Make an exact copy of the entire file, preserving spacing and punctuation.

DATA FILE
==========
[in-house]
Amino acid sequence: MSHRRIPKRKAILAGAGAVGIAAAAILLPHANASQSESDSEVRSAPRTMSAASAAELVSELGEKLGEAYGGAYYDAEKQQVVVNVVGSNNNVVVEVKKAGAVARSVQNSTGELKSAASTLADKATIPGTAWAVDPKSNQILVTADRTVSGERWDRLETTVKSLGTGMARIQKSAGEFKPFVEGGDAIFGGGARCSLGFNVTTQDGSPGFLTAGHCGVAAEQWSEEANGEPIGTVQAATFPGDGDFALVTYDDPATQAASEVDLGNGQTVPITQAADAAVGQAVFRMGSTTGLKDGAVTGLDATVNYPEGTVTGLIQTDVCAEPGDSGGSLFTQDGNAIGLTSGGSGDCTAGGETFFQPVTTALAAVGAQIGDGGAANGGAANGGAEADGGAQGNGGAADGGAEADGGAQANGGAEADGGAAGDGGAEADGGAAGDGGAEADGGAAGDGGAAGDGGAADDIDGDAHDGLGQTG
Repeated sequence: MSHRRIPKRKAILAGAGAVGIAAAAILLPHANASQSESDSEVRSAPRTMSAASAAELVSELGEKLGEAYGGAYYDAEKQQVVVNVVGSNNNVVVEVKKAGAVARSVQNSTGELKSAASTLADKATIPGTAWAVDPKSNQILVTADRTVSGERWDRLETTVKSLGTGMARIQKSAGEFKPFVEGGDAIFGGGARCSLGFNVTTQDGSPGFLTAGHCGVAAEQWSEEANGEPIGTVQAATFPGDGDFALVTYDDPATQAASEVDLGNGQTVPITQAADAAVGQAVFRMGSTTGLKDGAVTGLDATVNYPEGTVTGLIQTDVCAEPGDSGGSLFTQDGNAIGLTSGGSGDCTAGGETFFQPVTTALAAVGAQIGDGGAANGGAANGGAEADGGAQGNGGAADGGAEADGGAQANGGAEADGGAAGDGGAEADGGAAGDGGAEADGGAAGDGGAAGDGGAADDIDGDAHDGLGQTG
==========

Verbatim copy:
[in-house]
Amino acid sequence: MSHRRIPKRKAILAGAGAVGIAAAAILLPHANASQSESDSEVRSAPRTMSAASAAELVSELGEKLGEAYGGAYYDAEKQQVVVNVVGSNNNVVVEVKKAGAVARSVQNSTGELKSAASTLADKATIPGTAWAVDPKSNQILVTADRTVSGERWDRLETTVKSLGTGMARIQKSAGEFKPFVEGGDAIFGGGARCSLGFNVTTQDGSPGFLTAGHCGVAAEQWSEEANGEPIGTVQAATFPGDGDFALVTYDDPATQAASEVDLGNGQTVPITQAADAAVGQAVFRMGSTTGLKDGAVTGLDATVNYPEGTVTGLIQTDVCAEPGDSGGSLFTQDGNAIGLTSGGSGDCTAGGETFFQPVTTALAAVGAQIGDGGAANGGAANGGAEADGGAQGNGGAADGGAEADGGAQANGGAEADGGAAGDGGAEADGGAAGDGGAEADGGAAGDGGAAGDGGAADDIDGDAHDGLGQTG
Repeated sequence: MSHRRIPKRKAILAGAGAVGIAAAAILLPHANASQSESDSEVRSAPRTMSAASAAELVSELGEKLGEAYGGAYYDAEKQQVVVNVVGSNNNVVVEVKKAGAVARSVQNSTGELKSAASTLADKATIPGTAWAVDPKSNQILVTADRTVSGERWDRLETTVKSLGTGMARIQKSAGEFKPFVEGGDAIFGGGARCSLGFNVTTQDGSPGFLTAGHCGVAAEQWSEEANGEPIGTVQAATFPGDGDFALVTYDDPATQAASEVDLGNGQTVPITQAADAAVGQAVFRMGSTTGLKDGAVTGLDATVNYPEGTVTGLIQTDVCAEPGDSGGSLFTQDGNAIGLTSGGSGDCTAGGETFFQPVTTALAAVGAQIGDGGAANGGAANGGAEADGGAQGNGGAADGGAEADGGAQANGGAEADGGAAGDGGAEADGGAAGDGGAEADGGAAGDGGAAGDGGAADDIDGDAHDGLGQTG